What does a 3D productivity and digital media technologist really do all day?

Tom Ranson of the University of Suffolk at the MENTA business show demonstrating a 3D printer

Tom Ranson of the University of Suffolk at the MENTA business show demonstrating a 3D printer - Credit: Archant

While some aspects of Tom Ranson’s job are very hi-tech, in some ways its just child’s play as we discovered when we spent a day in his life.

Tom Ranson has worked at University of Suffolk as a technologist within the department of science and technology for the last six years.

He is an Intel education ambassador, the only one in higher education in the whole of the UK. This involves encouraging the use of technology and project-based learning in education, and strengthening links between local schools and the University within STEM subjects.

“My original degree was digital film production, so I really enjoyed making the cameras work,” he explained. “I kept my love of technology and every time a new piece of tech came into the university, I would purposefully spend a few hours with it. Then when the lecturers came across it, I knew all about it and could help them. My boss saw that in me, and eventually I changed from intern to the full job title I have today.”

A typical day


Breakfast depends on what’s in the cupboards – if there’s no bread, then I steal my wife’s Weetos! I live just south of Colchester so it’s a bit of a commute into Ipswich every morning.

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I get to work. Quite frequently it can take ten hours to complete a 3D print, so I go around checking that anything that’s been printing overnight has printed perfectly and if it hasn’t, then I’ll put it back on. I answer a few emails and set myself up for the day.


Recently I’ve been doing a lot of work with the National Trust at Sutton Hoo, the site of two Anglo-Saxon cemeteries near Woodbridge. I take our laser scanners over there to scan the artefacts they have there. I also bring along finished 3D printed pieces because I want to show members of the public the sort of stuff we make.


At Sutton Hoo, I scan some of the ancient artefacts they’ve got behind glass, so primary school kids can play with the 3D print copies without damaging the original parts. Their curators are quite interested in me scanning the small artefacts and printing big copies of them, so they can really see all the detail on the surface.


I’m vegetarian, and fortunately in Suffolk there are some good restaurants for vegetarians so sometimes I’ll nip out to get something fresh for lunch. The university supports me so I’ve got a card I can get lunch with and claim the money back.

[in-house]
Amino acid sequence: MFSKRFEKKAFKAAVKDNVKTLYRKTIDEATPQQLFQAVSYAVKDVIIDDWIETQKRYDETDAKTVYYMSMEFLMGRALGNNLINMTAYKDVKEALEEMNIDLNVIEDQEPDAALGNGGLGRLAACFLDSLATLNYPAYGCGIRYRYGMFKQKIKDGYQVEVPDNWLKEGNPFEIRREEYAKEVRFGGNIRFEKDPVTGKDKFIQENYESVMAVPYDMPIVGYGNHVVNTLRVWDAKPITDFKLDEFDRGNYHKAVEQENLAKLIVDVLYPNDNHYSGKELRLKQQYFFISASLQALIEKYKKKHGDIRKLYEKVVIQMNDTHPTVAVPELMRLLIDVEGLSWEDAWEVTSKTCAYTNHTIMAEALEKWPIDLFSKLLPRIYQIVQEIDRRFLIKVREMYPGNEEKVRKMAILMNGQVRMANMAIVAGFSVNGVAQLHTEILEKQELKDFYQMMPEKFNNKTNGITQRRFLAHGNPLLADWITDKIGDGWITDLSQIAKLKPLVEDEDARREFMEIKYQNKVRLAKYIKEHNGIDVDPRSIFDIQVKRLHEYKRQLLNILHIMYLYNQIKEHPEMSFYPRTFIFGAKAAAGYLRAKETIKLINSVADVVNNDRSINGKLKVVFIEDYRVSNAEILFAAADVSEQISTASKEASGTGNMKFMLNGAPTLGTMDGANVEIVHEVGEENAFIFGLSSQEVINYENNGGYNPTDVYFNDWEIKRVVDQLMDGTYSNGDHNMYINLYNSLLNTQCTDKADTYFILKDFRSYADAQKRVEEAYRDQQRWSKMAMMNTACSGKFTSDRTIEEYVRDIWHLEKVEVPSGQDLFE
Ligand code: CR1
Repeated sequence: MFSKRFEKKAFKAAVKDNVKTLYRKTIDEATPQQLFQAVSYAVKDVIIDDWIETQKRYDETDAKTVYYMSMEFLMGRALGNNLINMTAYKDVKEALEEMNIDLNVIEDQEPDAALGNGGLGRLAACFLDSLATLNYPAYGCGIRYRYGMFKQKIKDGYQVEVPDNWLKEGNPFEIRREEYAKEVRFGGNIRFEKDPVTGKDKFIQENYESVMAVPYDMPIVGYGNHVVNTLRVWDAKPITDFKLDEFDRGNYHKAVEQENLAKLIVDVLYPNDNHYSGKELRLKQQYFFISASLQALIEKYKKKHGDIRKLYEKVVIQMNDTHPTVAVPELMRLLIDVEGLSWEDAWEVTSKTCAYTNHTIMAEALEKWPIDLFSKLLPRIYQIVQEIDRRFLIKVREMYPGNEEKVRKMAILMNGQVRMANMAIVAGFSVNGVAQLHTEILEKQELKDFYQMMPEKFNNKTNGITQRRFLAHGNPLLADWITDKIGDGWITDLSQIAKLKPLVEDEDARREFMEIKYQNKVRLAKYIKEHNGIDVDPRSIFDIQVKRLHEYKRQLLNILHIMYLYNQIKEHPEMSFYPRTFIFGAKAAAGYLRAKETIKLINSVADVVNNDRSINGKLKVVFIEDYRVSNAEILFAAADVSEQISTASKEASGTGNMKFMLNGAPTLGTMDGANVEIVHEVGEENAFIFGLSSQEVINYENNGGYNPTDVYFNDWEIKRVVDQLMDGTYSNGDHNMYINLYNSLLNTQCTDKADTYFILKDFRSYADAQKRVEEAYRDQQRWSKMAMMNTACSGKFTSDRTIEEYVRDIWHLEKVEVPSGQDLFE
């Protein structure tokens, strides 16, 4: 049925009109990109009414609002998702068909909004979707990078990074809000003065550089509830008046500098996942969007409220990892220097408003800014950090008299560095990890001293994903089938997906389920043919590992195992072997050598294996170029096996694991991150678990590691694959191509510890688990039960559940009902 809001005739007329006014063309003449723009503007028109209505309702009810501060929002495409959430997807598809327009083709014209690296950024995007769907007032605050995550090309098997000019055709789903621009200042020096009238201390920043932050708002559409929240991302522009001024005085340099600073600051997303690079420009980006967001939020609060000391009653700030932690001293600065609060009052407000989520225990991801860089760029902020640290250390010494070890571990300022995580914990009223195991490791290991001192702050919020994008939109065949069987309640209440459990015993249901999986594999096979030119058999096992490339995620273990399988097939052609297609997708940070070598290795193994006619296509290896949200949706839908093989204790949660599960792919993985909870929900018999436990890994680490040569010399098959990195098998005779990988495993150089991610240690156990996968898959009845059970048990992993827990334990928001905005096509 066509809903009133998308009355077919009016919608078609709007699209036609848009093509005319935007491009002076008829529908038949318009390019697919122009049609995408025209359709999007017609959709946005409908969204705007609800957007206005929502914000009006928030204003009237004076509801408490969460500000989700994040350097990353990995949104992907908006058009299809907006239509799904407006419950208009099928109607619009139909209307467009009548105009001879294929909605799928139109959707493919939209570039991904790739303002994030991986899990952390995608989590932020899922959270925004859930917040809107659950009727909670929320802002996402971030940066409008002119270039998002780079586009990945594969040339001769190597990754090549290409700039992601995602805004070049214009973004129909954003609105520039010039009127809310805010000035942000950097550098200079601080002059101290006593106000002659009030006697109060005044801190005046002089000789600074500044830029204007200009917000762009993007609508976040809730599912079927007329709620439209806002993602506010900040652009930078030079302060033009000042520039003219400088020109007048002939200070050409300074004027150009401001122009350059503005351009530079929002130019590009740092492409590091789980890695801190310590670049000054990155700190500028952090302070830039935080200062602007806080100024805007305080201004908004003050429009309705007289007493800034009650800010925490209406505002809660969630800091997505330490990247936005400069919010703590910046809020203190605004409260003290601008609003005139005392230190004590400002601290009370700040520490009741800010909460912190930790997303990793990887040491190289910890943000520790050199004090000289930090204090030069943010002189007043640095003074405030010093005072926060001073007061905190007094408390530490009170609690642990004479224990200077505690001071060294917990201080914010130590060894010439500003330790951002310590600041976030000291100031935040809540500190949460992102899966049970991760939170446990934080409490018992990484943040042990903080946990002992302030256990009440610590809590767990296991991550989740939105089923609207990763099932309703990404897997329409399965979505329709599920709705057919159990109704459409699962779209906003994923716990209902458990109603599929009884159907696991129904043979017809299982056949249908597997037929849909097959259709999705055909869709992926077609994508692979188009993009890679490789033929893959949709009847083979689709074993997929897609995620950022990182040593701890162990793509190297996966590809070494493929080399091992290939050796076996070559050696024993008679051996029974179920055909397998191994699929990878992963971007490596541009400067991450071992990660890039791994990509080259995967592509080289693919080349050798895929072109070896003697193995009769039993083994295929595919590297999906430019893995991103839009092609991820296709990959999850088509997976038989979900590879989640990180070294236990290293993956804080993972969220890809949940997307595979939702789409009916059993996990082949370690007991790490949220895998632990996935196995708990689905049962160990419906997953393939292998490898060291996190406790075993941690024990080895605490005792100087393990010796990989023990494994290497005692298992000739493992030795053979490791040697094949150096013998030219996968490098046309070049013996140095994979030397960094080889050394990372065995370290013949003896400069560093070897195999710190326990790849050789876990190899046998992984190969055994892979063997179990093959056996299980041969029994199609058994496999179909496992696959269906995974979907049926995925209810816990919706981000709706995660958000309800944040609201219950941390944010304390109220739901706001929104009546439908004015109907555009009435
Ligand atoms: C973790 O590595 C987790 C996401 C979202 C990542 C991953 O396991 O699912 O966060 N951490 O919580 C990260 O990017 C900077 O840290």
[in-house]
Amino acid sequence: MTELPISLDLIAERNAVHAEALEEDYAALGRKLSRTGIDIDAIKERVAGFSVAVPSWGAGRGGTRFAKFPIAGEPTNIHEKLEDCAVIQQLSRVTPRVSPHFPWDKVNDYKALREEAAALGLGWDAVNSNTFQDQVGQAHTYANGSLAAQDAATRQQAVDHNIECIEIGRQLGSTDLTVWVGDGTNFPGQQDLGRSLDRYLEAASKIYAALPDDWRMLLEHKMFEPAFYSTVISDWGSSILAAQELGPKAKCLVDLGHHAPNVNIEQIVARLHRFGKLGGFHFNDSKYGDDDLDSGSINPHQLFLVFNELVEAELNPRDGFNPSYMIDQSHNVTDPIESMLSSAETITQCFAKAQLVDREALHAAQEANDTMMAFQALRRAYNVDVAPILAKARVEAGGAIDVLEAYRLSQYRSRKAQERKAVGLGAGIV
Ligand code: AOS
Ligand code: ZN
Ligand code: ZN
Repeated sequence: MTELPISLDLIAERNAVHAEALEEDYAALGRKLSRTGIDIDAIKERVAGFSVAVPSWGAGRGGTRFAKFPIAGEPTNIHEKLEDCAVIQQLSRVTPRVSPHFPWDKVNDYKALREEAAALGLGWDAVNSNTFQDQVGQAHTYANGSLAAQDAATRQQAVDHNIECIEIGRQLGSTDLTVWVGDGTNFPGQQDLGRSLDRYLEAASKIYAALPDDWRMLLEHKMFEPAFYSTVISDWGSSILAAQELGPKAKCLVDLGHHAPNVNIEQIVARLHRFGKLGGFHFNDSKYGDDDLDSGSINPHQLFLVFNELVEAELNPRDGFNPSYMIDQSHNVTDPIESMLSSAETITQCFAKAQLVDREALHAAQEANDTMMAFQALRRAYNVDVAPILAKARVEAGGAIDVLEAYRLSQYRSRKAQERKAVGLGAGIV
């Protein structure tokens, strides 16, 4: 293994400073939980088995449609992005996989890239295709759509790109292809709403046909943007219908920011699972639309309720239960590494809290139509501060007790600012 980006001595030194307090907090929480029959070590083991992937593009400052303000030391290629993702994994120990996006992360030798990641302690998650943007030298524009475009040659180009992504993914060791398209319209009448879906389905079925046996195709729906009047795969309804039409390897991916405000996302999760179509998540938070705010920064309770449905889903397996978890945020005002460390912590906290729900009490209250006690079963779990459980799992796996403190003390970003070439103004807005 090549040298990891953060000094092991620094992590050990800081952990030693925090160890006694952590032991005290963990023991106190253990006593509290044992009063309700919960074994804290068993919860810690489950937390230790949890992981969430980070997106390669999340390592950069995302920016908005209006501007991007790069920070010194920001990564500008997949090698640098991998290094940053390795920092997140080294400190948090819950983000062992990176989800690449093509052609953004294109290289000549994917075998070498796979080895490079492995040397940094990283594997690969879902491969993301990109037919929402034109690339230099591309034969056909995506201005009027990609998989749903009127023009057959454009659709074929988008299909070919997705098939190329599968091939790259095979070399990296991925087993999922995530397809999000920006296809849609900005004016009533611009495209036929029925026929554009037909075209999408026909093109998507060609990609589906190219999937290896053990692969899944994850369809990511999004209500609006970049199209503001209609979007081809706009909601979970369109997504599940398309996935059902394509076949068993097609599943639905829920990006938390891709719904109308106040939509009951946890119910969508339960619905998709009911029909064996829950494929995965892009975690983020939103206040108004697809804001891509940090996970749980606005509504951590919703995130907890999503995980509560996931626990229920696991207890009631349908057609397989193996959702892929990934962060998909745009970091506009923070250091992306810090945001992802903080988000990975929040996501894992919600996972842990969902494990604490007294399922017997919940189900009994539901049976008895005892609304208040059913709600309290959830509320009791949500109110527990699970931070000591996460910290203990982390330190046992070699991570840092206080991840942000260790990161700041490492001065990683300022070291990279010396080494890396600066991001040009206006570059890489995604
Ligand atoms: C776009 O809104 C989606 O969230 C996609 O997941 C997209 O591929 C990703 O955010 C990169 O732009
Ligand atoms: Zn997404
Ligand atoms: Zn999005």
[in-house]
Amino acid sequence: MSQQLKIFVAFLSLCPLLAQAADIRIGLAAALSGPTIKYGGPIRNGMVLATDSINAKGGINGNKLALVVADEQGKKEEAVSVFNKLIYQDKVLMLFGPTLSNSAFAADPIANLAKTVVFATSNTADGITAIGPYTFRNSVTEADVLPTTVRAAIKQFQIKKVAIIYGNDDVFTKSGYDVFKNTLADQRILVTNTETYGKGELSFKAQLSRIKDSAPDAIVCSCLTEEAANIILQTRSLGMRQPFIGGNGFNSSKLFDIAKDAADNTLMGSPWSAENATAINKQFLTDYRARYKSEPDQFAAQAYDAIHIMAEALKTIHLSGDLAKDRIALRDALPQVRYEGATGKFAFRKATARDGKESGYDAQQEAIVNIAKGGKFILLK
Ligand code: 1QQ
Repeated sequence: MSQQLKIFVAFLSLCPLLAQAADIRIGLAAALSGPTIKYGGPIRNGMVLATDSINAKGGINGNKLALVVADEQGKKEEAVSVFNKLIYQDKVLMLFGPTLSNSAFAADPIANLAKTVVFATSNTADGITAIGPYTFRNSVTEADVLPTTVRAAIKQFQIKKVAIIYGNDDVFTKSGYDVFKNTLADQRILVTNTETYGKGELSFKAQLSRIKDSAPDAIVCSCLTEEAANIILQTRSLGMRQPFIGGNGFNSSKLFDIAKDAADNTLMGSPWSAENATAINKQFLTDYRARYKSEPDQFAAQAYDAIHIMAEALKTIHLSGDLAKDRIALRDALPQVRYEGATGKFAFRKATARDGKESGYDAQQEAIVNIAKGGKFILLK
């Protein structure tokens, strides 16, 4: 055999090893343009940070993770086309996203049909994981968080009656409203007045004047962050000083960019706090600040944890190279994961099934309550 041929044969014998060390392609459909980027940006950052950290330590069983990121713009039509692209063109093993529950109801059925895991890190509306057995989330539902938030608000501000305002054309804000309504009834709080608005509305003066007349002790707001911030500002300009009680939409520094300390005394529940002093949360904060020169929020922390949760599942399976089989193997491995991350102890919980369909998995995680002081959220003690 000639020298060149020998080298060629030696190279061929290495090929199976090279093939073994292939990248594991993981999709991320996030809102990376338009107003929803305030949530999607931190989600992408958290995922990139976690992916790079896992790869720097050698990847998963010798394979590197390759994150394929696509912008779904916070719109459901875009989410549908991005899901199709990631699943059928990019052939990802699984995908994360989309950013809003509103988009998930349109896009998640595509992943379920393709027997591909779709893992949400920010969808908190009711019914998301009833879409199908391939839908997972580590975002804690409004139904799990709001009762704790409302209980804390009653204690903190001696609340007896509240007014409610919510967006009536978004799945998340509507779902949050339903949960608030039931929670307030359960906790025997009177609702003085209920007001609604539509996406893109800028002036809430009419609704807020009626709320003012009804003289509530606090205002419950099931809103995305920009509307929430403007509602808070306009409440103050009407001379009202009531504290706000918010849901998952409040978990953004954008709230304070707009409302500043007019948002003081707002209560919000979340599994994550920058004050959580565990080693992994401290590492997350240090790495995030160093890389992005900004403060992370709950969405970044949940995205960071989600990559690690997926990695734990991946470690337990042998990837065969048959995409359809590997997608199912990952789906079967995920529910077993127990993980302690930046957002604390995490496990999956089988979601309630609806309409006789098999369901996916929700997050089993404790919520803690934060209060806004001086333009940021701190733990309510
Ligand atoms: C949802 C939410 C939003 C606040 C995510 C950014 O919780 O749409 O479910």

I come back to campus and set my laptop up again to process all of my scans. I check the printers because sometimes they fail mid-print and I get a spaghetti-load of plastic! I then have to clean it all and start it again.


The people who run the college are often bringing business leaders through my lab, which is a jewel in the crown for the university. During the day, I might have two or three businesses come through, ranging from a local start up making small pieces to BT or Cisco engineering. Recently we had a visit from Tech Mahindra from India who came to see what we were doing - they’re a massive multi-billion pound company.


I spend some time just ‘playing’ in the lab, because these are toys, ultimately. But I’m still trying to make sure that I look professional at any time in case businesspeople come through.


I might be helping out with some lecturers, because my original degree was in digital film production and a lot of the lecturers record some of the sessions they do. So at any point, I could be going off to a lecture theatre to set up a camera so a lecturer can record their lecture, then I convert it all down afterwards and upload it onto our internal server.


Our students can access the 3D printer too, so our architecture students might come and print their buildings. When it dies down, I make sure that whatever I’m printing overnight is going according to plan. I just pray that when I come in the next morning, what I have set to print hasn’t failed! Because if it fails, the printer doesn’t know that, so it just carries on printing. That can be quite frustrating. I finish work as soon as I can because my wife is expecting a baby – we’re 36 weeks, so super close! My phone is on loud now in case she rings.


My wife and I are big gamers so we will be at our games console in the evening, or watching one of the five Netflix series we’re currently watching. I’m also busy washing and folding baby clothes ready for the new arrival.

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